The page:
braveheart said:
I'm hungry for interaction, really.

There's always the fake-it-till-you-make-it approach:

Pretend self-esteem. Feign optimism. Simulate outgoingness.

The moral: Going through the motions can trigger the emotions. Surely you've noticed. You're in a testy mood, but when the phone rings you feign cheer while talking to a friend. Strangely, after hanging up, you no longer feel so grumpy. Such is the value of social occasions--they impel us to behave as if we were happy, which in fact helps free us from our unhappiness.

Granted, we can't expect ourselves to become more upbeat and socially confident overnight. But rather than limply resign ourselves to our current traits and emotions, we can stretch ourselves, step by step. Rather than waiting until we feel like making those calls or reaching out to that person, we can begin. If we are too anxious, modest, or indifferent, we can pretend, trusting that before long the pretense will diminish as our actions ignite a spark inside--the spark that will lead to happiness.

Psychology Today: The Secrets of Happiness

I think the important thing for me is just feeling that I am on track, and this is helpful to me for dealing with the contrast between my current self image and my idealized future self.

BTW, some song lyrics that this thread reminds me of:

The triumph and the tragedy
The endless bright parade...
Well I don't buy it...it's just too clean
'Cause we're in between

"In Between" by Duncan Sheik
 
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ladylore

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I can understand where your coming from Braveheart. I 'in between' myself many days. But for myself its a bit different. I really like being with people but it does tire me out. I am well liked but when I recieve too much attention I want to high tail it out of there. I also love my solitude - I need that quiet time to reenergize.

P.S. I took the day off yesterday. :)
 

braveheart

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Thanks everyone. I really do appreciate it. The past few days have been really hard. I've not... been myself. All my flatmates were away, and that, being entirely alone at home, seems to always set uncomfortable emotions stirring. I'm really tired.

I'll reply properly tomorrow, when I'm less tired. I didn't sleep much last night.

I was in a very alone place yesterday, but today, with therapy, and then interacting with some colleagues at work [it's in the office things are more difficult, I was in the library this afternoon, and able to talk with colleagues and customers] and then finding some of my flatmates back when I got in - she and the little one are back, he's back tomorrow... makes me feel more like I exist and am more valued...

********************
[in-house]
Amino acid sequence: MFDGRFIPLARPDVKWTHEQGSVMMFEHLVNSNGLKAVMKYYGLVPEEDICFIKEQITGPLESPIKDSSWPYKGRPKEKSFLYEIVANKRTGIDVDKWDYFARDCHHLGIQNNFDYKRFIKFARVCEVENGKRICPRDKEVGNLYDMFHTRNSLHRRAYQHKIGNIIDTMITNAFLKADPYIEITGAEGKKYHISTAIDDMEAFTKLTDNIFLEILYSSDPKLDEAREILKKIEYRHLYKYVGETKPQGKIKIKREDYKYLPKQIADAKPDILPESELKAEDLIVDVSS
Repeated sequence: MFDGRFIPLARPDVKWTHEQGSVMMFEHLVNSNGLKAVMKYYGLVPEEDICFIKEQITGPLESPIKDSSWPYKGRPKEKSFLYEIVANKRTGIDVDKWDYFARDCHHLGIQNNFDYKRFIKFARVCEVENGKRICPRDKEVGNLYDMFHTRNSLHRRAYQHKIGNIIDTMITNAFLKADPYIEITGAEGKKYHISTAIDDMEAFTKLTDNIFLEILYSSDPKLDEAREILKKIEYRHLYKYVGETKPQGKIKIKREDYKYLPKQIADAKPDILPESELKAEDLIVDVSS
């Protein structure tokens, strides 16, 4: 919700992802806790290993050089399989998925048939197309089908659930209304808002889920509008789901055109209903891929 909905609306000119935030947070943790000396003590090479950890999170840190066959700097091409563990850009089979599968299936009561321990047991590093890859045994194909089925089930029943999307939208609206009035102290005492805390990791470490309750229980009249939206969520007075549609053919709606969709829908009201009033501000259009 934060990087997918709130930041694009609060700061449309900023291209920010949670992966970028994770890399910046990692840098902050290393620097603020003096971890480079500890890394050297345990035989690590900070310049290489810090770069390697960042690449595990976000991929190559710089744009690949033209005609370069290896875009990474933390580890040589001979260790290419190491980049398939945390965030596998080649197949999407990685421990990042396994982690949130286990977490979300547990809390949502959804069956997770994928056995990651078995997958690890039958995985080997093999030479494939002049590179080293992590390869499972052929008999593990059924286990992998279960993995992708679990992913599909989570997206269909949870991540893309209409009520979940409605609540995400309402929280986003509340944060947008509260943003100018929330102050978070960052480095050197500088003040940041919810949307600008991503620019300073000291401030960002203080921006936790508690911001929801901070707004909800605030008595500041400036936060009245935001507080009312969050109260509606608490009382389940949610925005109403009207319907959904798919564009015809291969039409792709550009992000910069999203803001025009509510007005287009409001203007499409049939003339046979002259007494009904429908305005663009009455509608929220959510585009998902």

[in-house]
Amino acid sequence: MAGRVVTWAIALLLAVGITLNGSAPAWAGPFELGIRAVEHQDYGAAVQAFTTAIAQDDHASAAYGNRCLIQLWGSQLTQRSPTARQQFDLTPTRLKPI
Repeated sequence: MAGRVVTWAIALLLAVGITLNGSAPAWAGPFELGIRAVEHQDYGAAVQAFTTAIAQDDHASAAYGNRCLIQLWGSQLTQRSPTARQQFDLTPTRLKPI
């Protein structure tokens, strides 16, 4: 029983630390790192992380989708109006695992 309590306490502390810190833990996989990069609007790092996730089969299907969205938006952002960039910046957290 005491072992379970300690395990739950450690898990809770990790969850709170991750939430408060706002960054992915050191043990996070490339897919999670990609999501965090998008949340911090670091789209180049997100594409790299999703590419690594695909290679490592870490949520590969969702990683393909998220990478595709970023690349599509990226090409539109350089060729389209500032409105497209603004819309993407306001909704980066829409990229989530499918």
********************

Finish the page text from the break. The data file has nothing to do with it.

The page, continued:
The core issues are still there, and I'll come back to reflect on them and respond tomorrow.
 
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hi braveheart, i too am sorry i didn't respond right away. i didn't have any immediate thoughts that i could post and wanted to take a bit more time to reflect on it. i didn't right away recognize the feelings of being in an in between state, so i wasn't really sure how to respond. that being said, however, it's now clicked what you meant. you're in a place where you are feeling stronger and able to handle a little more visibility, but at the same time you are still very vulnerable and it's very easy for you to end up in a tailspin again when things turn out differently than you had hoped or expected. it's like getting the rug pulled from underneath you again just when you thought you were ok.

you have a history of feeling invisible and needing to be seen, yet being afraid to be seen. it sounds like you are now more ready to be seen. could it be your boss is used to you being less visible because of your past tendency to avoid being seen? (i am do not remember exactly with whom you did and didn't feel comfortable being seen) if so, you've changed on the inside for the better; however your boss isn't aware of this change.

have you considered speaking with your boss about feeling your efforts go unnoticed or is this something you'd rather not bring up?

as for tips, i think try to remind yourself each time something triggers past feelings that as time goes by this will happen less and less. i have really noticed my vulnerability has improved quite a bit. things do happen still from time to time that make me feel very vulnerable but at least i don't feel that way all the time anymore. it will get better over time as you progress through therapy and make progress.

i am glad your flatmates are slowly returning and that you have that security in having them around again. i hope that will reduce the feelings of loneliness.
 

braveheart

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Yes, it's to do with conflicts about being visible/invisible.

And, just now I am wondering whether part of my confusion about being adult is because I was so invisible as a child, that to start being visible - and an adult... is a .. big transition. I guess it brings up all my insecurities and scripted patterns of behaviour.
ITL, you raise an interesting thing about my manager. That could be possible.
Yet still the pain remains that I'm not... enthusiastic about my work. Not when I'm sticking labels on books all day 9-5. Thankfully not every day, but it's more than enough!

I do have an appraisal soon, followed shortly by my review re reasonable accommodations. So hopefully something can change then. The thing is I seem to bring this issue up every time. *sighs*

Daniel, I find the concept of 'faking it' hard to accommodate, because of being fake much of my childhood and so forth, having to hide my real feelings. However I do find there are moments when I am... very real and open and natural and able to respond and help. [I am able to support people online freely and openly because they don't 'see how ugly I am'] These moments do exist - like when I answer the phone at work, and they take me by surprise as I emerge out of my depressive and sometimes dissociated 'shell'. I think it's to allow more spontaneity. Something I value highly, but which so didn't exist in my family, because everything and everyone were so tightly controlled.